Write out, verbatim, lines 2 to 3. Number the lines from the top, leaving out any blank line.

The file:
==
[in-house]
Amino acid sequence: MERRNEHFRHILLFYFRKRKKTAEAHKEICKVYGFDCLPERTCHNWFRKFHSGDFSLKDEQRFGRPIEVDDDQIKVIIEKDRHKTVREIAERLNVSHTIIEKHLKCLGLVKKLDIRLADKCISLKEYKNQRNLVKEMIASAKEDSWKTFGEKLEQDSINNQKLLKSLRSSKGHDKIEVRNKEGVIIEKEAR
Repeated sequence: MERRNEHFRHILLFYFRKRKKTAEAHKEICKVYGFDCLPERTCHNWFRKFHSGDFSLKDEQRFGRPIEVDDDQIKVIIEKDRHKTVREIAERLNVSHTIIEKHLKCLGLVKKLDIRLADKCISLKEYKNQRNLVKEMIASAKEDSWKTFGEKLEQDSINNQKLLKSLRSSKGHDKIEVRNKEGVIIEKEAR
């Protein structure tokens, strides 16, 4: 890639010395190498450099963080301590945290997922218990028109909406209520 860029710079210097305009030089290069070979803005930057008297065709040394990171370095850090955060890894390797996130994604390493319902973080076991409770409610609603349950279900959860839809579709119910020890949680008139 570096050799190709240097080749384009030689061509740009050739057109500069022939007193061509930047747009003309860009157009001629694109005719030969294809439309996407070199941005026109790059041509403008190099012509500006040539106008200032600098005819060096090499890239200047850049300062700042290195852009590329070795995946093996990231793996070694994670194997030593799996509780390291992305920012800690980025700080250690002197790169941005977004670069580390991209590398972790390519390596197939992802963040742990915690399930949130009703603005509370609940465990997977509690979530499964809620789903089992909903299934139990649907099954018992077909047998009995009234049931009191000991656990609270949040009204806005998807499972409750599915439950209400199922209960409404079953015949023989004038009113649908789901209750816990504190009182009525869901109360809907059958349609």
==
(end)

Amino acid sequence: MERRNEHFRHILLFYFRKRKKTAEAHKEICKVYGFDCLPERTCHNWFRKFHSGDFSLKDEQRFGRPIEVDDDQIKVIIEKDRHKTVREIAERLNVSHTIIEKHLKCLGLVKKLDIRLADKCISLKEYKNQRNLVKEMIASAKEDSWKTFGEKLEQDSINNQKLLKSLRSSKGHDKIEVRNKEGVIIEKEAR
Repeated sequence: MERRNEHFRHILLFYFRKRKKTAEAHKEICKVYGFDCLPERTCHNWFRKFHSGDFSLKDEQRFGRPIEVDDDQIKVIIEKDRHKTVREIAERLNVSHTIIEKHLKCLGLVKKLDIRLADKCISLKEYKNQRNLVKEMIASAKEDSWKTFGEKLEQDSINNQKLLKSLRSSKGHDKIEVRNKEGVIIEKEAR